Is Ballmer right? Is consumer and enterprise one industry, indivisible?

Is Ballmer right? Is consumer and enterprise one industry, indivisible?

Summary: In an interview with ZDNet's very own Mary Jo Foley, Steve Ballmer told us everything we need to know about Microsoft's behavior in trying to compete with the iPad...

TOPICS: Microsoft
Steve Ballmer was very, *very* keen on Office. He liked it a *lot*.

In 15 minutes with Mary Jo Foley, we learnt more about Microsoft and its devices and service strategy than a thousand hours of spin doctored PR ever taught us.

In her two-part piece -- "Ballmer's biggest regret" and "Why Microsoft doesn't want to be IBM", we first learn about Ballmer's personal journey at Microsoft, then about Ballmer's thoughts on Microsoft's possible journey after he leaves.

We know that Microsoft wants to be all things to all people -- to be a business based on delivering devices and services to both the enterprise and Consumerland, but there are some fascinating insights in both pieces.


Ballmer talks about how he's proud of being a "significant part even of the birth of intelligent personal computing, the notion that people use computing technologies, whether that's phones, PCs". And so he should. Much as I'm often harsh on Microsoft in the pieces I write, it's only because I want them to do better. 

What he says next though is fascinating. He immediately goes on to say (with my emphasis) "the notion that people use computing technologies, whether that's phones, PCs".

Given Microsoft's position in our industry, and given that Microsoft essentially invented the PC as we know it, Ballmer is listing "phones" ahead of PCs.

That… is… huge.

In combination with this quote — "I would say a billion plus people and now more with phones, even if they're not all our phones, I'm very proud of what we've accomplished there" — that tells you everything that you need to know about the death of the PC.

That sucker (the PC) is over. Even Ballmer is agreeing with me here.


The other hugely thought-provoking part of the interview comes from Foley asking about enterprise. She asked: "I'm curious why you guys are so taken with being a player in consumer. Why not 'just' be IBM? You're already so successful in enterprise, why not just focus there?"

This is something I've been going over round and round over for the past 24 months, and spinning like a neutron star with frustration over the past 12 months as I've seen nothing but naff products issue forth. If Microsoft want Consumerland so badly, why are they making such a hash of it? (Exhibit A: a billion dollar Surface write-down.)

I'm going to present Ballmer's comments out of order on this. He closes this section of the interview by saying "We grew up with a horizontal experience called Windows and Office that's equally applicable to people in their personal lives and their professional lives".

That describes a span -- that someone working in an enterprise and experiencing Windows and Office will want to take that experience to their entire digital life.

What Ballmer is saying here is that, in his worldview, there is no delineation between the consumer and enterprise worlds -- or that if there is, the membrane between them is permeable and there is value in allowing people, users, and experiences to pass between one and the other.


But is he right?

All of this comes down to his last point that Windows and Office are "equally applicable to people in their personal lives and their professional lives." Again, my emphasis.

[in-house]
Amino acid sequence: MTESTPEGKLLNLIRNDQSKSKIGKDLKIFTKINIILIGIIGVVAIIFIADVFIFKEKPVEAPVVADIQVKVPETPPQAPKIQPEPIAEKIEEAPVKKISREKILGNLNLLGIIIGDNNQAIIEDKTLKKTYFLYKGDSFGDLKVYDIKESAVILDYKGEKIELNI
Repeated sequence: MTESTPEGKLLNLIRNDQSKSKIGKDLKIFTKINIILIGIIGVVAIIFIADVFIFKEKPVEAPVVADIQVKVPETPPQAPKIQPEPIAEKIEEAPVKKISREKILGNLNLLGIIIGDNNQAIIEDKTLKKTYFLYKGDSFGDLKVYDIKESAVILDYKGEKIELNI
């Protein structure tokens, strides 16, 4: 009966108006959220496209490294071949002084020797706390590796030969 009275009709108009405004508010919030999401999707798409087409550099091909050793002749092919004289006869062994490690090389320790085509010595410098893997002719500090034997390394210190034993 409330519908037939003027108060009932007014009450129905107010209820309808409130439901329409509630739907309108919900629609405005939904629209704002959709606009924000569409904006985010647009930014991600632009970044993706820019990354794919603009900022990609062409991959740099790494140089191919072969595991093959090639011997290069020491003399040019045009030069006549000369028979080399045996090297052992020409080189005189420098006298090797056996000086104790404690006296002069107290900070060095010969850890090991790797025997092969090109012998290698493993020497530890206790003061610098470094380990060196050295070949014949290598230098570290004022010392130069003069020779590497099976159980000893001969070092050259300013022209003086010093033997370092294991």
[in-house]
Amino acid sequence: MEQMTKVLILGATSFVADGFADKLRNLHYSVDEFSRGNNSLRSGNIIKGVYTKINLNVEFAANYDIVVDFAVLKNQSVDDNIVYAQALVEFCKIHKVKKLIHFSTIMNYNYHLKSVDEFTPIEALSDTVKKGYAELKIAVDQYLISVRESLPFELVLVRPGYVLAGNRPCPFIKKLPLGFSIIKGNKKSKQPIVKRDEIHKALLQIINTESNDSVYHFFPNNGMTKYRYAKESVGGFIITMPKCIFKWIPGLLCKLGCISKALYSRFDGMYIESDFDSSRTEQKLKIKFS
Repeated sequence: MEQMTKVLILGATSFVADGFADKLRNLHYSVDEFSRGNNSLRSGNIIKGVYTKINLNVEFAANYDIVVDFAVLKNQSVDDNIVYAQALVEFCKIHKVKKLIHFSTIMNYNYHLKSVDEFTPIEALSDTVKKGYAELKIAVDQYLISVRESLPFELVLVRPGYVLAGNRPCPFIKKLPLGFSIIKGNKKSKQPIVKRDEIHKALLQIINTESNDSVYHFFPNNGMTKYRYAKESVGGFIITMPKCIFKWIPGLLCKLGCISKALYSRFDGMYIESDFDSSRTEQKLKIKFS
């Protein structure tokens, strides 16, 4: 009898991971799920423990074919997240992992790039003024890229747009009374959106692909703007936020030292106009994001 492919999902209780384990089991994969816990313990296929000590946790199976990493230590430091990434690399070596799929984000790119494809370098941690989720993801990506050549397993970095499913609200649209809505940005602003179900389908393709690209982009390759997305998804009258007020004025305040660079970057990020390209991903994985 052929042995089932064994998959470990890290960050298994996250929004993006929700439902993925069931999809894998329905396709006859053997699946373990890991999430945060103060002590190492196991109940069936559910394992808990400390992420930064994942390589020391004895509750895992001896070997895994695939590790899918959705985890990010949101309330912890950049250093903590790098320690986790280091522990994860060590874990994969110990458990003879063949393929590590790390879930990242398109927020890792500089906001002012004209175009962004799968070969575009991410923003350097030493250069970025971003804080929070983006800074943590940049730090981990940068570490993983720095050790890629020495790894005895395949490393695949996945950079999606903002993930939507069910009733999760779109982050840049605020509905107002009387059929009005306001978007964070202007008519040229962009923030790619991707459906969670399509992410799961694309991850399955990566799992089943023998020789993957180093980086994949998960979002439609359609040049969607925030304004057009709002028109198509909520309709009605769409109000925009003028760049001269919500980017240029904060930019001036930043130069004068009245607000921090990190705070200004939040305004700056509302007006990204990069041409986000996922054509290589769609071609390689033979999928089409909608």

How do you feel about that statement?

He said "equally applicable" -- i.e. a user's experience of Windows and Office in the enterprise translates in equal force and magnitude to their digital life outside of work.

Does that sound right to you? Does someone taking a break at their job as a barista jumping on Facebook whilst sneaking out the back for a cigarette to catch up on the days news feel like they could do that equally well on a laptop with Windows and IE?

To me, these post-PC usage scenarios -- ones which are described as being always available, always connected, relationship-centric, and rooted in digital social networking services -- are the bread and butter of post-PC. They are what people buy post-PC devices for.

I think Ballmer's wrong. Moreover, he's been leading Microsoft in the wrong direction because of this position. Frankly, it explains a lot.

Whoever comes into take over needs a more nuanced position. I do think Ballmer's right that in order to be successful for their shareholders, Microsoft needs to span consumer and enterprise. (Consider how Apple doesn't do this. I think Ballmer is right in that they should.)

But that new CEO needs to develop new products that span the worlds with more grace and elan than just Ballmer's two-dimensional view of slapping Windows and Office on everything.

PC for work, post-PC for life. And there's no reason why Microsoft can't do rather well out of both with the right leadership.

What do you think? Post a comment, or talk to me on Twitter: @mbrit.

Topic: Microsoft

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  • I agree with your assessment.

    "To me, these post-PC usage scenarios -- ones which are described by being always available, always connected, relationship-centric, and rooted in digital social networking services -- are the bread and butter of post-PC. They are what people buy post-PC devices for.

    I think Ballmer's wrong. Moreover, he's been leading Microsoft in the wrong direction because of this position. It, frankly, explains a lot.

    At CES, I always felt Balmer missed the point when he would talk about MS's 3 screen world. He believed in the Windows everywhere concept with the same exact interface everywhere. He never saw the vision of the UI needing to follow the form and function of the devices and not the other way around.